Asia

Globalization in India: Commuters in Mumbai #4

29 year old Selina Uttankar begins her journey from the small fishing village of Manori at 04.45, early enough to get to the main fish market to sell her goods. Travelling by ferry, autorickshaw, train, bus and on foot through the city's streets and beach front, she makes the 12-hour return journey through Elphinstone and Bandra to sell seafood three times each week.

Globalization in India: Commuters in Mumbai #2

Mohammed Muslim, 70, begins his 14 hour day in Colaba, in South Mumbai and delivers to Cuffe Parade, Post Office, Badhwar Park and Colaba Market. His packages range from post and paper to plastic and bread. A cyclist in what is becoming more and more a landscape of cars, Muslim navigates the busy roads, interchanges and pedestrian blocked neighbourhoods on bike and by foot covering over 25 km every day.

Globalization in India: Commuters in Mumbai #1

Lajja Shah, the 27 year old fashion stylist navigates the streets of Mumbai managing several key meetings during the day, and making extensive use of her mobile phone. Travelling over 36 km through the private toll road of Aarey Colony, to Marol, Andheri, Mahalaxmi, Bandra and Khar by autorickshaw, train, local taxi, on foot and by private car, Lajja ends her day at 22.00 at a major fashion show in Kalina.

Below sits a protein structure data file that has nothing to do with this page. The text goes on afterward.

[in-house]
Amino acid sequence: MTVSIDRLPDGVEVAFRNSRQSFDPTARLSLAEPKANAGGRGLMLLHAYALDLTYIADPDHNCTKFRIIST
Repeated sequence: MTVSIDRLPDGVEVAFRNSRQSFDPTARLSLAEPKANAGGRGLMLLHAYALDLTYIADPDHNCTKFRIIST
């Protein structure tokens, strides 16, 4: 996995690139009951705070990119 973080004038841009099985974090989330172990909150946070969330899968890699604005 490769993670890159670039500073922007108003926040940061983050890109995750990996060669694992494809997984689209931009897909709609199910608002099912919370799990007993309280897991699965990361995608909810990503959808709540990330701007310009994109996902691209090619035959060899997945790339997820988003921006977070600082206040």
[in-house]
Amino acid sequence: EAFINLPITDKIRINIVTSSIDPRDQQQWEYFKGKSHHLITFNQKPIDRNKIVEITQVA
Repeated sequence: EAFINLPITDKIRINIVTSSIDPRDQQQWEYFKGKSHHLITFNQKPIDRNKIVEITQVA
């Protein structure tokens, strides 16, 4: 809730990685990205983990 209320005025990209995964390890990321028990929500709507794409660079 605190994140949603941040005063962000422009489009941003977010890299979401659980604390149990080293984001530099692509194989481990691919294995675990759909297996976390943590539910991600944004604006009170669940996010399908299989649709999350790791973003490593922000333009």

Global Power Shifts in the Age of Globalization

About this talk: Historian and diplomat Joseph Nye gives us the 30,000-foot view of the shifts in power between China and the US, and the global implications as economic, political and "soft" power shifts and moves around the globe. About Joseph Nye: The former assistant secretary of defense and former dean of Harvard's Kennedy School of Government, Joseph Nye offers sharp insights into the way nations take and cede power.